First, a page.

Hon. Jim Munson: Honourable senators, my question is to the Government Representative in the Senate. There is an impressive list of prominent Canadians who have described the Chinese government’s actions in Xinjiang as a genocide against the minority Uighur people — names such as Irwin Cotler, Lloyd Axworthy, Allan Rock, Yves Fortier and now former senator Roméo Dallaire, who knows a thing or two about genocide. The retired lieutenant-general said last week:
When there is massive abuses of human rights by a state . . . we all have the responsibility to go in and protect them . . .
You’re either a great nation that believes in its values and in what its flag stands for . . . or you’re not.
Those are the words of former senator Dallaire.
Why is the Canadian government reluctant to do the same and call it what it is; a genocide? Is it because it might jeopardize the negotiations, if there are any going on, to release the two Michaels, or is it because the Canadian government doesn’t believe it is a genocide?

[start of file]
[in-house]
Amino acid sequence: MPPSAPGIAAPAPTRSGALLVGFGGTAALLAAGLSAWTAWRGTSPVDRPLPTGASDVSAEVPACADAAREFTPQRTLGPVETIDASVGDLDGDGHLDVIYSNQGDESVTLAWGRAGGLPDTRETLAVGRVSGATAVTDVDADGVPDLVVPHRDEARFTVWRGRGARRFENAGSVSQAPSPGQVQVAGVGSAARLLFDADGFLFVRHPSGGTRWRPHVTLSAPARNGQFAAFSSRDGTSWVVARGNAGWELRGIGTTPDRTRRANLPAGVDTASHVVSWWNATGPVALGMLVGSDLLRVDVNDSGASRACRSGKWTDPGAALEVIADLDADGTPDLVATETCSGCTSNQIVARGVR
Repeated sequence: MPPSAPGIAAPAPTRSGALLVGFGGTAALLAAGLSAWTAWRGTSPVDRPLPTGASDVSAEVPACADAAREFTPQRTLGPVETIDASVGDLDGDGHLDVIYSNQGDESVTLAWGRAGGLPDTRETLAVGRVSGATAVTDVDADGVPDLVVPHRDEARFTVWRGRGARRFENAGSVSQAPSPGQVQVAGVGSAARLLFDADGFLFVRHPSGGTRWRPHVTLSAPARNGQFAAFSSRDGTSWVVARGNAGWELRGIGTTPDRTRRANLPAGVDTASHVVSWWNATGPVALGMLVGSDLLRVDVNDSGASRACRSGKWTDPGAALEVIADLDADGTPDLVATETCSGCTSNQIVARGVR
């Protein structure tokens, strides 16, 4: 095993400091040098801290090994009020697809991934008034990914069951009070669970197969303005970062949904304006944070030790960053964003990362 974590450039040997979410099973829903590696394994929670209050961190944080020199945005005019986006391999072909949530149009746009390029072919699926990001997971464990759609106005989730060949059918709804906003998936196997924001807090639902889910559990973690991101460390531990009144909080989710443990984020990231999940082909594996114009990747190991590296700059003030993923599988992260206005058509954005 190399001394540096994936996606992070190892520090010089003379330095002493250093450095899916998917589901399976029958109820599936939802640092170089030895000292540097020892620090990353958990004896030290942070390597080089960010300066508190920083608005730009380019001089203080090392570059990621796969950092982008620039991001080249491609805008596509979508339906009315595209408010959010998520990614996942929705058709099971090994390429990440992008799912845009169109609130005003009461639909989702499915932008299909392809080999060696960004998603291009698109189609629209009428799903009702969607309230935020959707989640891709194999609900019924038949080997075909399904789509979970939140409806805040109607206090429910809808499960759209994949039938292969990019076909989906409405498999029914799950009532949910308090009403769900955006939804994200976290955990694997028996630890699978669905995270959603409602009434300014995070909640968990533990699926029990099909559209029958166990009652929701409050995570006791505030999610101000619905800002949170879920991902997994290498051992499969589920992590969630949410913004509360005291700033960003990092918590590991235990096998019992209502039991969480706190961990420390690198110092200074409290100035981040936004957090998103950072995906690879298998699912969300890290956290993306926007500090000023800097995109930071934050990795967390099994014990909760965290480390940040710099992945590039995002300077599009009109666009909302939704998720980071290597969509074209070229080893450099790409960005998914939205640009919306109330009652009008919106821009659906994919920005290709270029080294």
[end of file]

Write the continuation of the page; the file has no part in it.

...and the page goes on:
Hon. Marc Gold (Government Representative in the Senate): Thank you for your question. As I’ve said on a number of occasions, senator, this government is very preoccupied with the maltreatment and abuses that government is visiting upon the Uighur minority and indeed others. Canada is working with its allies to ensure that Canada’s position is well supported and in concert with its allies.
Senator Munson: Thank you for that. Could you give us an update on the dire Hong Kong situation; the suppression of those who speak out for human rights, democracy, freedom of the press, freedom of speech? Does the government know how many pro-democracy activists have been accepted by Canada in this country?
Senator Gold: Thank you for your question. I don’t have the specific answer at all, but I will make inquiries. Canada, though, has said that it will do its best to facilitate those who wish to come to Canada and is pursuing appropriate ways to do so.